12 Hours, 62 burials: A gravedigger’s workday at Brazil’s largest cemetery
By Carlos Meneses Sanchez
Sao Paulo, May 19 (efe-epa).- Twelve hours and 62 burials. A day without rest on which there is not even time to pray for the departed. This is a typical workday amid the coronavirus pandemic for the gravediggers at the Vila Formosa cemetery in Brazil, the largest burial ground in Latin America.
“It’s one body after another. We don’t stop,” the men say.
In this gigantic necropolis located in eastern Sao Paulo and where the remains of 1.5 million people lie, the burials are being carried out these days at a rapid pace from dawn until sunset.
There is barely any time for the gravediggers to catch their breath. The work flow doesn’t allow it.
On Monday they worked on 62 burials in one particular plot of ground in the cemetery, and more than half of the deceased had definitely died from – or at least were suspected to have succumbed to – Covid-19, which has killed about 17,000 people nationwide and infected at least 250,000.
“Every day that goes by is harder,” James Alan – the 34-year-old coordinator of the gravediggers at Vila Formosa, where he’s worked for seven years – told EFE.
It’s a tragedy that they all try to emotionally distance themselves from so they don’t become depressed.
6:15-8:20 am: Breakfast, prayers and shovel sharpening.
James leaves his apartment in Cidade Tiradentes, in a poorer area on the periphery of Sao Paulo, one of the areas of the city hardest hit by the virus.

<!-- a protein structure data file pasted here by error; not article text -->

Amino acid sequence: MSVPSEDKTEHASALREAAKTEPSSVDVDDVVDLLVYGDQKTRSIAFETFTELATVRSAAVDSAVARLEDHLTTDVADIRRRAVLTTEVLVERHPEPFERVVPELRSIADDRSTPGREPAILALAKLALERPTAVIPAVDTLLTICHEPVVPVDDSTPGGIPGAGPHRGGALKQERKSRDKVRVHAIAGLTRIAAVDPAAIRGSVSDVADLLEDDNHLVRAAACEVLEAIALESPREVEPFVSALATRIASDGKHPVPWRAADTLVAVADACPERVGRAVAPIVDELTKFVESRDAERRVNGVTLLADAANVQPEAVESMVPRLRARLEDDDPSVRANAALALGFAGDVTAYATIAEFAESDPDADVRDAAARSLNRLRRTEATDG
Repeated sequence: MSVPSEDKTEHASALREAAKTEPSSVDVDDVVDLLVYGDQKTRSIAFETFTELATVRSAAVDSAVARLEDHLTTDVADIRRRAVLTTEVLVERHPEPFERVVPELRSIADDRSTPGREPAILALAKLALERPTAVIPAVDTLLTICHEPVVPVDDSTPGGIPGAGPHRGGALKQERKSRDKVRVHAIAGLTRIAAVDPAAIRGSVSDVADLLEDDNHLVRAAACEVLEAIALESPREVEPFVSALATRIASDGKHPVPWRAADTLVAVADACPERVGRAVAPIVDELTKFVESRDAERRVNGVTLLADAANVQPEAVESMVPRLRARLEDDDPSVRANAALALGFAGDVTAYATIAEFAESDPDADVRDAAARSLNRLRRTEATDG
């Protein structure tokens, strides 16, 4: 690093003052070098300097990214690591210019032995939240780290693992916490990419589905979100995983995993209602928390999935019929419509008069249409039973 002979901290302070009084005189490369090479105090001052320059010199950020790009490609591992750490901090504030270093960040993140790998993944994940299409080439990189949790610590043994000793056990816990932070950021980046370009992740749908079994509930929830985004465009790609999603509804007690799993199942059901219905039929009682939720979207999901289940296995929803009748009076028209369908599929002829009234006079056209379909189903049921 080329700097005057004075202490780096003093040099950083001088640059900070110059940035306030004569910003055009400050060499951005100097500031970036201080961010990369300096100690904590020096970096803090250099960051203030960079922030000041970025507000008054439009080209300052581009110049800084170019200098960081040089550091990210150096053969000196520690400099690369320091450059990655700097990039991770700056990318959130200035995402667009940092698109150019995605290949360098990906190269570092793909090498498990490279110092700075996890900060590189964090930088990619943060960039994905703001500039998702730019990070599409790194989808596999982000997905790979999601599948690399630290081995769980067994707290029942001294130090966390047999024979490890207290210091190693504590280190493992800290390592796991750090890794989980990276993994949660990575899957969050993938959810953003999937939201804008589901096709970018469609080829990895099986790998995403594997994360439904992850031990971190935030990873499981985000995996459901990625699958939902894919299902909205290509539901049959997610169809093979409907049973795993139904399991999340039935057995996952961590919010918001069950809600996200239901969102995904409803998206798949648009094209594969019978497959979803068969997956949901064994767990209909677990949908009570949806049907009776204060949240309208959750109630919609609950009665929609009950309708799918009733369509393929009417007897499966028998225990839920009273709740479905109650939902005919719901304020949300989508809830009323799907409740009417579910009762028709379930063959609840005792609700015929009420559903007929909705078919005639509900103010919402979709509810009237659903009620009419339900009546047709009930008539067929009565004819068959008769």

Shortly after 7 am, he gets to Vila Formosa, which is shrouded in early morning fog.
Breakfast in the administration building’s modest dining room and, shortly thereafter, he heads for the dressing room to change clothes, donning a throw-away white jumpsuit, two pairs of gloves and a facemask.
But before heading for “Block 27,” the area where he and his colleagues will work today, he joins the six other men in his team (Edenilson, Osni, Wilker, Sergio, Cristiano and Antonio) for an emotional prayer session combined with a little pep talk.
“We’re going to ‘put on the whole armor of God,'” he says, quoting from the Bible’s sixth chapter of Ephesians.
They finish with a hearty round of applause and start sharpening their spades.
They are ready.
8:30-11:30: Three hours of all-out work.
As soon as they get to Block 27, where there are already dozens of graves open to the sky, the first coffin is brought up by vehicle. It’s not a Covid-19 case, but nobody accompanies the deceased. No relatives, no friends.
It takes them just 120 seconds to cover it, watched attentively by several dogs who, abandoned after their owners died, now live in the cemetery.
At 8:41, the first possible coronavirus fatality arrives.